DLM-SF: Systematic Review and Guideline Methods (2023)

DLM-SF: Systematic Review and Guideline Methods (2023)

Guideline Development Process

The Saturated Fat Evidence-Based Nutrition Practice Guideline was developed using Academy methods1 and GRADE’s Evidence-to-Decision (EtD) framework.Panel members completed EtD frameworks to draft recommendations. The EtD framework guided panel members to consider the following factors: importance of the topic, supporting evidence, the balance of benefits and harms, evidence certainty, importance of affected outcomes, resource use, equity, client values, and acceptability and feasibility of stakeholders when developing draft recommendations. The research methodology synthesized results from each completed EtD framework. The panel met via webinar to review, revise, and vote on recommendation statements and supporting text. Final recommendation statements were approved unanimously by panel members.  All recommendations were developed with the expectation that they will be individualized by healthcare professionals to meet the needs and values of patients, clients, and the public. Furthermore, these recommendations are a tool for shared decision-making between healthcare professionals and patients or clients and do not replace clinical judgement. The focus of this guideline is on saturated fat intake and reduced risk and management of CVD and reduction of CVD risk factors. The topics addressed include: 

  • Amount of saturated fat intake
  • Replacement nutrients for saturated fat
  • Sources of saturated fat intake        

Grading of Recommendation Statements 

Recommendation statements are graded with a number (1 or 2) and a letter (A-D). The number in the recommendation rating refers to the strength of the recommendation. The letter refers to the strength of evidence from the supporting systematic review (HIGH-A, MODERATE-B, LOW-C, or VERY LOW-D). Typically, higher certainty evidence results in strong recommendations and lower certainty evidence results in weak recommendations. Additional information can be found on the Grade Recommendation Rating and Rating page in the EAL.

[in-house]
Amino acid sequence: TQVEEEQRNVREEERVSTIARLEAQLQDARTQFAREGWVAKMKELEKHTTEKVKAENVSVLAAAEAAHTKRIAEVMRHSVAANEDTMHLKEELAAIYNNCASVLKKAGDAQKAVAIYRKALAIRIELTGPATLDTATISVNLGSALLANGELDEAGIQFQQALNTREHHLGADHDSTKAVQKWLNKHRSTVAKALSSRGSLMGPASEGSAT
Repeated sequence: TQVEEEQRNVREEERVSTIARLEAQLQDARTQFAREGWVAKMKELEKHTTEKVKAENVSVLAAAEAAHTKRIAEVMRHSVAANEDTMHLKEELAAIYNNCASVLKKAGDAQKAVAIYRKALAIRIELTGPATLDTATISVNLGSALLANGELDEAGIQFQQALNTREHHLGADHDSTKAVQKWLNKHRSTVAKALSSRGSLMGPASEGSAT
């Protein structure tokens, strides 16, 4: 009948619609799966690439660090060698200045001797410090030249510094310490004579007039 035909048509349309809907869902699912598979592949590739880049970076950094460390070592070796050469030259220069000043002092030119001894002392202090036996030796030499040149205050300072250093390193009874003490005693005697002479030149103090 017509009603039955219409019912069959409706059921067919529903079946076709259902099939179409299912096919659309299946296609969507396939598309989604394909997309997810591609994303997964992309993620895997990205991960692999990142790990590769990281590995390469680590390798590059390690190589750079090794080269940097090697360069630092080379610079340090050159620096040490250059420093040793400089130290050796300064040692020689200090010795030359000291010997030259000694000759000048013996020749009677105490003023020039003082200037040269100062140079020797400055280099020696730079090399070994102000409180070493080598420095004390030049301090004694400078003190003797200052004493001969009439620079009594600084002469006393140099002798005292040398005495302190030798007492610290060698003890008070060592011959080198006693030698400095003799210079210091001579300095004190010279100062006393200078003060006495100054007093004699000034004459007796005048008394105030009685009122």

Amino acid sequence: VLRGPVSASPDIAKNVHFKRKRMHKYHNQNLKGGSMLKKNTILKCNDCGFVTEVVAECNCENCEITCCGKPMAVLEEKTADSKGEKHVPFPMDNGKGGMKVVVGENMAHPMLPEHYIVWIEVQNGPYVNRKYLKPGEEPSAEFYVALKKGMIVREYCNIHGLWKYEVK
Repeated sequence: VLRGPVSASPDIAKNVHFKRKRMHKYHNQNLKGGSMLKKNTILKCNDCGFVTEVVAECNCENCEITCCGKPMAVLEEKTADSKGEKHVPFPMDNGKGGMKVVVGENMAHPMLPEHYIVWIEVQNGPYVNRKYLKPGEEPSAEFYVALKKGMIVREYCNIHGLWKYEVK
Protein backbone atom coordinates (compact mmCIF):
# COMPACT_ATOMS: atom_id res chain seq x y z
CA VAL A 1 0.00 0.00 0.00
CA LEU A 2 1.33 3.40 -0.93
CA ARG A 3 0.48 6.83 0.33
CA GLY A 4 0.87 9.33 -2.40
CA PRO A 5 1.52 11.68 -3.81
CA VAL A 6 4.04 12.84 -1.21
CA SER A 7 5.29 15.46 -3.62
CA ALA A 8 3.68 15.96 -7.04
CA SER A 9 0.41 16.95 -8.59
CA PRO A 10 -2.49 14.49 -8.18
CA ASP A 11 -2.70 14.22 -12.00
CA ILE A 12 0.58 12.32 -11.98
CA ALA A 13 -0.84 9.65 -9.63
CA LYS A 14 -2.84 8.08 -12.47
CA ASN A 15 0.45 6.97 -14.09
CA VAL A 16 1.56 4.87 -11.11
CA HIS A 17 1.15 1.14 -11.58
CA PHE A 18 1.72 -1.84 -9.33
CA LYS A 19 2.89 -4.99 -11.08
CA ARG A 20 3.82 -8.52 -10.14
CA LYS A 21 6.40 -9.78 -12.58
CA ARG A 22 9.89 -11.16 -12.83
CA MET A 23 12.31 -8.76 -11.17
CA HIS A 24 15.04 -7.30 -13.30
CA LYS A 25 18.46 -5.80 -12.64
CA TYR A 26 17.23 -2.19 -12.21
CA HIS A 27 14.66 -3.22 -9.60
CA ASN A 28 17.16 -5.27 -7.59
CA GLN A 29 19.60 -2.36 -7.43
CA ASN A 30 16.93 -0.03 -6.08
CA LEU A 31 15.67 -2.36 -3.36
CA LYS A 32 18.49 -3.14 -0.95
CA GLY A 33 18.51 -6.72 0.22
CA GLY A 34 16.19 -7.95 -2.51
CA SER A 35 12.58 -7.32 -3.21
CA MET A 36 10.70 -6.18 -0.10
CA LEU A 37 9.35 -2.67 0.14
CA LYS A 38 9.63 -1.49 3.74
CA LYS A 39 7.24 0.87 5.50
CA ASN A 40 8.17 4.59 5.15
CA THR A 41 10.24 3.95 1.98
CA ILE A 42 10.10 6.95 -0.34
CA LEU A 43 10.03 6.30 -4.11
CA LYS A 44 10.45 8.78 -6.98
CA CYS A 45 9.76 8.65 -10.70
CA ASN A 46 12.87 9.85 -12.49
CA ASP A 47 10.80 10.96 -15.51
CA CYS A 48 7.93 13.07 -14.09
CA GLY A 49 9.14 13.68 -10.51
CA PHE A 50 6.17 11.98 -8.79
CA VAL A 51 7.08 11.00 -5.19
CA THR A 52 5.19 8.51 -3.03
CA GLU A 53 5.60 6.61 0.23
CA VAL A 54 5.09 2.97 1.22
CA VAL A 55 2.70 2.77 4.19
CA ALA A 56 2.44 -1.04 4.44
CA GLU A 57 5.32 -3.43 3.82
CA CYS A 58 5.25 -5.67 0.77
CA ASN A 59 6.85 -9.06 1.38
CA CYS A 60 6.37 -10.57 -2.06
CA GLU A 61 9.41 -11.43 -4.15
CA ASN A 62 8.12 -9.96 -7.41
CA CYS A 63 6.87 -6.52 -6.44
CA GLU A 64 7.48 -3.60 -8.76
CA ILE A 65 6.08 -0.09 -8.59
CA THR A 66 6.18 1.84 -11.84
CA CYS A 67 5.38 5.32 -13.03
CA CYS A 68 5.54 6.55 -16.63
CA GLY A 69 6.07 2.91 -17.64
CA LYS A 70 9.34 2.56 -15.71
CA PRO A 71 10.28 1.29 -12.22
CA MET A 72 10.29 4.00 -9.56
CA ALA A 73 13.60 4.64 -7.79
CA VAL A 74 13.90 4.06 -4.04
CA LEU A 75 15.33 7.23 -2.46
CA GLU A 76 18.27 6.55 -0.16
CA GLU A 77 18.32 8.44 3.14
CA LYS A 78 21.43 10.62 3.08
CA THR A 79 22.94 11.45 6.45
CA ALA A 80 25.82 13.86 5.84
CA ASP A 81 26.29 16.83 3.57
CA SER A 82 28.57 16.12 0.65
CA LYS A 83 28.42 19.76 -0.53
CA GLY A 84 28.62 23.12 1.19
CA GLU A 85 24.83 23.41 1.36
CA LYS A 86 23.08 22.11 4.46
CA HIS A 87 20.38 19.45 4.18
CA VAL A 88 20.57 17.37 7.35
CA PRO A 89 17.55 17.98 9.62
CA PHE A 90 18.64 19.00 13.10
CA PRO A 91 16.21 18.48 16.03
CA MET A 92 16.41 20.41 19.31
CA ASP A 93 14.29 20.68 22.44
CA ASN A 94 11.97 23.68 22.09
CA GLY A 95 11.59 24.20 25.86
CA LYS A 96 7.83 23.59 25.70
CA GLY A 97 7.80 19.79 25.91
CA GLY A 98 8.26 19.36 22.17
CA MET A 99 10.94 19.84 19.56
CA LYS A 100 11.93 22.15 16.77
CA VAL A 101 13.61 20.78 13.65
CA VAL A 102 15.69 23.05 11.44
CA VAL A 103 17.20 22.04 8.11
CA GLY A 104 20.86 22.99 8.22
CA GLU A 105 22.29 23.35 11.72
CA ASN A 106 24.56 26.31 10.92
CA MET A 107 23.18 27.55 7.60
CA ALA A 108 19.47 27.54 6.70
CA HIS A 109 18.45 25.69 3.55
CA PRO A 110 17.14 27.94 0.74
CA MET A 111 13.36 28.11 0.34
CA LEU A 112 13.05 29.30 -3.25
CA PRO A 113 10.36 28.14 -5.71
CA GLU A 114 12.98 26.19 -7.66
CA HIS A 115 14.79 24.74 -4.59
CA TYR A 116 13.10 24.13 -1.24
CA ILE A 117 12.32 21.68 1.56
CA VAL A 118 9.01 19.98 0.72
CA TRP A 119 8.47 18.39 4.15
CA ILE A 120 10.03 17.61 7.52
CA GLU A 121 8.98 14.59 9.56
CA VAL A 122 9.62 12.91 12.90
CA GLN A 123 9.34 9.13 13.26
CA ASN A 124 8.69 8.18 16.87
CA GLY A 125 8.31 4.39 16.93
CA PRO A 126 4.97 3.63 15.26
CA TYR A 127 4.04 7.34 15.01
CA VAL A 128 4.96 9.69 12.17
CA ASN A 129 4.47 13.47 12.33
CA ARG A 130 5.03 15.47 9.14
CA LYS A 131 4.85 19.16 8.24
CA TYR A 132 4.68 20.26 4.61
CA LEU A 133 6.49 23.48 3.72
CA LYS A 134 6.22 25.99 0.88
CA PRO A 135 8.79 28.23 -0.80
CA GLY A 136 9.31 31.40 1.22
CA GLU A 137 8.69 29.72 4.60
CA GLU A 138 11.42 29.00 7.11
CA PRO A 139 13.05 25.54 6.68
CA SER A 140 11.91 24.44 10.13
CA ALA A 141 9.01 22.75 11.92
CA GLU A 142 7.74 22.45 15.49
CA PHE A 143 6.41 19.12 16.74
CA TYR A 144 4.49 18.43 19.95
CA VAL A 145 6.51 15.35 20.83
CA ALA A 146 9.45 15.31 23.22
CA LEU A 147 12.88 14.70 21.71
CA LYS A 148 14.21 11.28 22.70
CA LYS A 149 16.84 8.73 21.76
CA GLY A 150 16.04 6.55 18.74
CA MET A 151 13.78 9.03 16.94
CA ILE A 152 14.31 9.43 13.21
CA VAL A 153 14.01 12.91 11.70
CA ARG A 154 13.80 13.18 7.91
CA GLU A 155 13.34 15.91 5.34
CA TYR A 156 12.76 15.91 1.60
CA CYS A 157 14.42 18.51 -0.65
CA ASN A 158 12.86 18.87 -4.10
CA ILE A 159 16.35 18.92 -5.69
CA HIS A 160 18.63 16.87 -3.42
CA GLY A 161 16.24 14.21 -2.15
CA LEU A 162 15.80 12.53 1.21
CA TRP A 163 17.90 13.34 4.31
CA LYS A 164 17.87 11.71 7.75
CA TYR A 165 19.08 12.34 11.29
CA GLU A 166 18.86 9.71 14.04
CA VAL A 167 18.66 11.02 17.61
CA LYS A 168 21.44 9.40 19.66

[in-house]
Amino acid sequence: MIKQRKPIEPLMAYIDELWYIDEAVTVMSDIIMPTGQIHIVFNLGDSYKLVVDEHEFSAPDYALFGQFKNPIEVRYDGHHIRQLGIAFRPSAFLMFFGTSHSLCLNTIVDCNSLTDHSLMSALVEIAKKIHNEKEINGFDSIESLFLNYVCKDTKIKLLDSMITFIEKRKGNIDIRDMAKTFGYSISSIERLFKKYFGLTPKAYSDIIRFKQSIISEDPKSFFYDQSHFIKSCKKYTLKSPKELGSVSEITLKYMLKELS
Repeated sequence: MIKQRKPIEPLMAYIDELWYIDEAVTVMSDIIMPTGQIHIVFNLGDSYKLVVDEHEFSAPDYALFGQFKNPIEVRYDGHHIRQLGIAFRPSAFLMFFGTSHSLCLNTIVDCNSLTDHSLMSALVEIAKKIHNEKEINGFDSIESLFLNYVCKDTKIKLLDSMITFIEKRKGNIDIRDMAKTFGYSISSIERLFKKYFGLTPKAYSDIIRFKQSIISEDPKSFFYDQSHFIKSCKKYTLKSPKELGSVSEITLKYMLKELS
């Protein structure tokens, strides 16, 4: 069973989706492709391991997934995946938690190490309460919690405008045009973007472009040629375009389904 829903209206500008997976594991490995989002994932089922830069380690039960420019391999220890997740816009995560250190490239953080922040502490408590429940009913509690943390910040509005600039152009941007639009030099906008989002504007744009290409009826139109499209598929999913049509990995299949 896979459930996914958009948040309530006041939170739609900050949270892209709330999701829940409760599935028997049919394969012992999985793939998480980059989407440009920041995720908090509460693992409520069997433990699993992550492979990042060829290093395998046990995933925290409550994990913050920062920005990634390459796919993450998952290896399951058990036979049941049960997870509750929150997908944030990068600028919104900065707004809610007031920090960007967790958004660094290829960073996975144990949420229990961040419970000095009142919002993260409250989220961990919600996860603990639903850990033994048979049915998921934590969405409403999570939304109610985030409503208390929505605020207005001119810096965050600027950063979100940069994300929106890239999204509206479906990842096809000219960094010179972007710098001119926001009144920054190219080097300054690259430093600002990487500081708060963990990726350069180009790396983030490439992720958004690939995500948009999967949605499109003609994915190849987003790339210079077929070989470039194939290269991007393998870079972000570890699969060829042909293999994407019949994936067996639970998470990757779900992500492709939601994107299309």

Stakeholder Involvement

This EBNPG and its supporting systematic review were developed and conducted by six RDNs and one patient advocate. Four volunteer panel members with practice and/or research expertise in cardiovascular health were selected by the Academy Council on Research’s Workgroup Selection Subcommittee, which is composed of Academy members. Academy staff served as the systematic review and guideline methodologists. The full panel participated in each step of the systematic review and recommendation development process. The patient advocate participated in the development of the scope of the guideline and screening process. Unfortunately, the patient advocate was unable to continue participation in guideline development beyond the screening process due to health issues.

The Saturated Fat EBNPG went through external stakeholder review. Four nutrition and dietetic practitioners were provided with a one-page practitioner guide, and were asked to incorporate the recommendations into their daily practice, and obtain feedback from colleagues, patients and clients. After the two-week period, the participants provided feedback in a focus group.  

External Review